Author: Ocean Vuong
Reviewed by: Amelia Valasek, Library Manager
Who should read it: Anyone who appreciates poetry, stories about immigration, LGBT issues, coming of age, and what it means to be an American. Anyone who won’t get bored by a book that is light on “plot” but deep in feeling. Note: this book does contain a few scenes that are sexually explicit in nature.
Personal Impression: There were times I cried and re-read a sentence or paragraph several times just to enjoy the sheer beauty of language. There were other times I got a bit bored and started skimming.
Review: The plot of the book is fairly limited. A family from Vietnam immigrates to the United States after the Vietnam War, where a grandmother, mother, and son navigate through their new life, and where the son falls in love with a local farm boy. What this book lacks in conflict or plot, it more than makes up for with a profound reflection on the human experience.
It’s clear that Ocean Vuong is first and foremost a poet. The book wanders between coherent narrative, in which the protagonist “Little Dog” comes of age and experiences first love, and a less coherent prose-poetry in which the narrator (and one might be forgiven for thinking, perhaps the author himself) explores an often fraught relationship with his family, most especially his mother. Woven between these two main threads are a host of other themes such as the trauma of war, the opioid crisis, and the immigrant experience.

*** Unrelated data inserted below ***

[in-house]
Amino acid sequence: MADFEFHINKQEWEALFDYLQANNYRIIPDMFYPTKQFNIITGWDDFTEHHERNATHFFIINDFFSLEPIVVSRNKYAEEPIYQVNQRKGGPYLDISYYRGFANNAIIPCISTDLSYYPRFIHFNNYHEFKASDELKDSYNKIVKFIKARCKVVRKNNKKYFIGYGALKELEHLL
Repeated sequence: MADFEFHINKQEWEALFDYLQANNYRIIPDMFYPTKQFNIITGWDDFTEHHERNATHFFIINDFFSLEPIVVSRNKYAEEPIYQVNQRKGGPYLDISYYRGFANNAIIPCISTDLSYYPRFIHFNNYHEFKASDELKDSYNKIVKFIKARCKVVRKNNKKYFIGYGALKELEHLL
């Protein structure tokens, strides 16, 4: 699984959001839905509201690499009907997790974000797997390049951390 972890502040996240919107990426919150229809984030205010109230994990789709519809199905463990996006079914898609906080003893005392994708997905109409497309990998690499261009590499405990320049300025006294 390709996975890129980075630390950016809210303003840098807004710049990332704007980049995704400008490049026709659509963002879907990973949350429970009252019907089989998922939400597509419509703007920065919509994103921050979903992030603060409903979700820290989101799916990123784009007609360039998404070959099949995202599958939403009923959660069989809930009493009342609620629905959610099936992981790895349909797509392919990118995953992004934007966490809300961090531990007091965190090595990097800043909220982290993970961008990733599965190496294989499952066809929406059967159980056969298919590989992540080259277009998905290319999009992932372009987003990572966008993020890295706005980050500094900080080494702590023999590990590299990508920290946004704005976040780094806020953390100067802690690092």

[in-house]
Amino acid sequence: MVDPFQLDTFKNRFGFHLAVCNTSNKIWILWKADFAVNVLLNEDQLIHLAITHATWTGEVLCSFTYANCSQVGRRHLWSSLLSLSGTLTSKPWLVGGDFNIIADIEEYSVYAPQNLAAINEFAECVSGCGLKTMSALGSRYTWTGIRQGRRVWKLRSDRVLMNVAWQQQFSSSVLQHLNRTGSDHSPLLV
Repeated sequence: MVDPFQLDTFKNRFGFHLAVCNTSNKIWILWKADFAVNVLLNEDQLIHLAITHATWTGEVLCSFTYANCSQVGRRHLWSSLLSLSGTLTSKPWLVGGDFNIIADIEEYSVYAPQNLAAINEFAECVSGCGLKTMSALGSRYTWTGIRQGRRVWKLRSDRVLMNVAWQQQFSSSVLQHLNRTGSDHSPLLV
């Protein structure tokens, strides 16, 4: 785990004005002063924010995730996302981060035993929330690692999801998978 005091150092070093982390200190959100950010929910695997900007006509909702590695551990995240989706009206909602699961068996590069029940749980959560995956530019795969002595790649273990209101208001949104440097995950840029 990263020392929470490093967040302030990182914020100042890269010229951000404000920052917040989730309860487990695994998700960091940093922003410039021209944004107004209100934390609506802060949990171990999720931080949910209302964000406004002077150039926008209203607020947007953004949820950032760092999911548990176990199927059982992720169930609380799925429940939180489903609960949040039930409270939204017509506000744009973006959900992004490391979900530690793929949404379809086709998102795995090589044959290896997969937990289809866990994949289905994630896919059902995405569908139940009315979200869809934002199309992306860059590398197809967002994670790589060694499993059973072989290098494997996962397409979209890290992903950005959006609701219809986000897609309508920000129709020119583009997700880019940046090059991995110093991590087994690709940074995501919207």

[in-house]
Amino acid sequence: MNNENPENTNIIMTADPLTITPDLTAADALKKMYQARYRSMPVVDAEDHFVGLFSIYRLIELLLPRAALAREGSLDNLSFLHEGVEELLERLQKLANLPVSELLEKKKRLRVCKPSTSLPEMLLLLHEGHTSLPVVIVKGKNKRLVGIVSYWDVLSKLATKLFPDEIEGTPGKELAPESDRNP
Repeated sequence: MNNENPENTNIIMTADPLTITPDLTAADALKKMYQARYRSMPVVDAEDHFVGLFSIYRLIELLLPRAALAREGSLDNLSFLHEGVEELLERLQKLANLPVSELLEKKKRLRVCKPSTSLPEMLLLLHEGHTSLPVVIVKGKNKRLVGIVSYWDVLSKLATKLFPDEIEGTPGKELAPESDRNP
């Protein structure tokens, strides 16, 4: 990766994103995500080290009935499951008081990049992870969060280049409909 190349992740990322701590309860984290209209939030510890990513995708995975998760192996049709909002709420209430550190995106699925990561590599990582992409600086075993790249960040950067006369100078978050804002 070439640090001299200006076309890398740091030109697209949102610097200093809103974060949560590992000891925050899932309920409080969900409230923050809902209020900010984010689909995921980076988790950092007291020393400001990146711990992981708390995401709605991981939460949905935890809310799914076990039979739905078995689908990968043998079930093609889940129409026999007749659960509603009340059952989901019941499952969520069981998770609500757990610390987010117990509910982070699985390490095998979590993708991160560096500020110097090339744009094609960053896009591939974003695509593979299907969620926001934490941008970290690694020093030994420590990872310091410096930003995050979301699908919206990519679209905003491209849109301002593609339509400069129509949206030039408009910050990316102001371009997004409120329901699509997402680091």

This is a book that works best when it is absorbed. To enjoy this book, I recommend not trying to focus on the story at a rational level, but instead to let it work through you and cling to your subconscious like the cobwebs of a dream.